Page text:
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Spectroscopic Imaging Nulling Ellipsometer


Ellipsometry is a non-destructive optical method for determining film thickness and optical properties. It measures the change in the state of polarization of the light reflected off the surface.

The imaging ellipsometer EP4 operates on the principle of classical null ellipsometry and real-time ellipsometric contrast imaging. Elliptically polarized light is reflected off the sample and imaged onto a CCD camera through a long working distance objective.

The EP4 can be used for the analysis of the thickness and optical properties of thin films on both solid and liquid interfaces with a lateral resolution down to the single micron level. By varying the angle of incidence and/or the wavelength of the incident light, a lot of information can be acquired in a short time.

This equipment is located at Surfix (Plus Ultra, Bronland 12, Wageningen Campus). Are you interested in using this equipment or would you like to know more? You can contact Wout Knoben (Surfix) for information about the availability, technical details and possibilities for your specific application.

Technical Details

Light source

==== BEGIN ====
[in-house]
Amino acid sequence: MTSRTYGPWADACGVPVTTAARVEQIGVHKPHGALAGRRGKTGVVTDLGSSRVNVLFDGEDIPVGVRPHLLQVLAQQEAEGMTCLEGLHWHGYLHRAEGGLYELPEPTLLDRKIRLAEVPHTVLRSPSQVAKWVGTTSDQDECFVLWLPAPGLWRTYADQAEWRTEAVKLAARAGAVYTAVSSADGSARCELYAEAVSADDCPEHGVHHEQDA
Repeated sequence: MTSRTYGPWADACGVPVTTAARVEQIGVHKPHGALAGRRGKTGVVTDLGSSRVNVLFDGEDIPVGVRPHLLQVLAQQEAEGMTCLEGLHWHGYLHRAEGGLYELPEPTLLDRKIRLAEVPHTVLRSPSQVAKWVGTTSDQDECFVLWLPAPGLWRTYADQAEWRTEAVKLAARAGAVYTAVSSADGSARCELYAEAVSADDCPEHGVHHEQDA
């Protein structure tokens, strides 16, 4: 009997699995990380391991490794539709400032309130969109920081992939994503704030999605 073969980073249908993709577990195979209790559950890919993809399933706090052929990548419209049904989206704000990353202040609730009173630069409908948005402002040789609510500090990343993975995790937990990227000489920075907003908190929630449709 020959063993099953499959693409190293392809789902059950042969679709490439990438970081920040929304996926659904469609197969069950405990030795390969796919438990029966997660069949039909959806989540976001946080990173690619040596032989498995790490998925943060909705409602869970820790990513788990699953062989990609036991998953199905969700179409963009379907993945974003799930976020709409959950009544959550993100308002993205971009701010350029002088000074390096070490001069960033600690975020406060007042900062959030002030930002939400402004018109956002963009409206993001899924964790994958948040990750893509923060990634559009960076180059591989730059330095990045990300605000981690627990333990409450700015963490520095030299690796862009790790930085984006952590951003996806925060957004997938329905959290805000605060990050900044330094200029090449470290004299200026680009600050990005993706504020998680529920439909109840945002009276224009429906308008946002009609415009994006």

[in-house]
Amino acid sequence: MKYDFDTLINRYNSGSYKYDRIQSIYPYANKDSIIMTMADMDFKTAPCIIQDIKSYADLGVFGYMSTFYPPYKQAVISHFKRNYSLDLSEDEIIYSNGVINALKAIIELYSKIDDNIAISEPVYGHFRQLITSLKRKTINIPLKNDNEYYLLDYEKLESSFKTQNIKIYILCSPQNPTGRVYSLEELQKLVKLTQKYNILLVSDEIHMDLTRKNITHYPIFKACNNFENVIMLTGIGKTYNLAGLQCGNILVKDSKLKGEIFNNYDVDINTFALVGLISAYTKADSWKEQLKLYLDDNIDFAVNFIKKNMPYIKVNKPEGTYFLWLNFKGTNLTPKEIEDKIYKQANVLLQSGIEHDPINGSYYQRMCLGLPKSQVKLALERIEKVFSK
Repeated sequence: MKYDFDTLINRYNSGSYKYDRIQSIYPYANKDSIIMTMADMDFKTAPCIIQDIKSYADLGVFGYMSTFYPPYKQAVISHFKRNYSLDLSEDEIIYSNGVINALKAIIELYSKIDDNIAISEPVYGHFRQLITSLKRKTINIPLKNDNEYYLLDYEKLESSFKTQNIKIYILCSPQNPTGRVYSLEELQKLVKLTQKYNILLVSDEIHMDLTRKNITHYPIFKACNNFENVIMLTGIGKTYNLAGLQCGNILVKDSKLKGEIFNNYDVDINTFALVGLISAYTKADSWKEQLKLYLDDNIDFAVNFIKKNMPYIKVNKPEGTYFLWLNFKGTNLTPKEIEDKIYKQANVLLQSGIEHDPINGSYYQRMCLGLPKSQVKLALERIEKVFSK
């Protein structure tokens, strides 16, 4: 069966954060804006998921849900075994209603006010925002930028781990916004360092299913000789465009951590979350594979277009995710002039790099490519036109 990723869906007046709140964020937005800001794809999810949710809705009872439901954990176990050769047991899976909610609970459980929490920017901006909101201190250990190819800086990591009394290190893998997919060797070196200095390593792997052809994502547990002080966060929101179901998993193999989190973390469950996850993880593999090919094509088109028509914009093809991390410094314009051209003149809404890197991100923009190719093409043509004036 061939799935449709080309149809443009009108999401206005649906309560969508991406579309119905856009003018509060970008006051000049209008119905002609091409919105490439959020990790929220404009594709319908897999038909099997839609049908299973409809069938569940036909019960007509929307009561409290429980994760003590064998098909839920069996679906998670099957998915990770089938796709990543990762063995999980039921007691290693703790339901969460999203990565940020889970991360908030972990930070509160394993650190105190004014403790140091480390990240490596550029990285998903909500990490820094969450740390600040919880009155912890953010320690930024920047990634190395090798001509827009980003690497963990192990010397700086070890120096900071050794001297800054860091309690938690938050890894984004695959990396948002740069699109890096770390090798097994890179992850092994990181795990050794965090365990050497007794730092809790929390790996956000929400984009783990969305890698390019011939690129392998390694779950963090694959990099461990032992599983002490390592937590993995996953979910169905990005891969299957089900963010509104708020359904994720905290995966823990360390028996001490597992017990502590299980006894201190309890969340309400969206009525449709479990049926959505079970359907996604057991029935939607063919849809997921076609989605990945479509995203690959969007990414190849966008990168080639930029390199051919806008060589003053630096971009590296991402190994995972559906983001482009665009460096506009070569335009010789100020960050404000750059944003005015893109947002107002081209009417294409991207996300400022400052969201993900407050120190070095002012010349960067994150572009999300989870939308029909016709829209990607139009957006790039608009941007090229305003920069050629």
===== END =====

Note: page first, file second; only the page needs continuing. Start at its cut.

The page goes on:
• Xe lamp;
  • spectroscopic filter wheel with 46 filters;
  • wavelength range 360 – 1000 nm.


  • objectives: 2x, 5x, 10x, 20x, 50x;
  • focus scanner for focussed images at any angle of incidence;
  • monochrome CCD camera as detector;
  • knife edge illumination for transparent substrates.

Sample handling

  • automatic XY stage, travel range 100 mm;
  • automatic sample alignment relative to plane of incidence.

Additional features for liquid interfaces

  • Langmuir-Blodgett trough for liquid-air interfaces
    • 580 x 145 x 4 mm3dipping well;
    • temperature bath;
    • trough top for liquid-liquid interfaces;
    • light guide for perpendicular transmission.
  • active vibration isolation.


Ellipsometry has found applications in various fields, ranging from biological research to the semiconductor industry. Systems and processes that can be studied include:

  • polymer films;
  • self-assembled monolayers;
  • lipid bilayers;
  • protein adsorption;
  • layer-by-layer adsorption.

Contact Daniella Stijnen






Agrotechnology & Food Sciences Group


Shared Research Facilities

Last edited by Oscar de Vos on 2020-10-19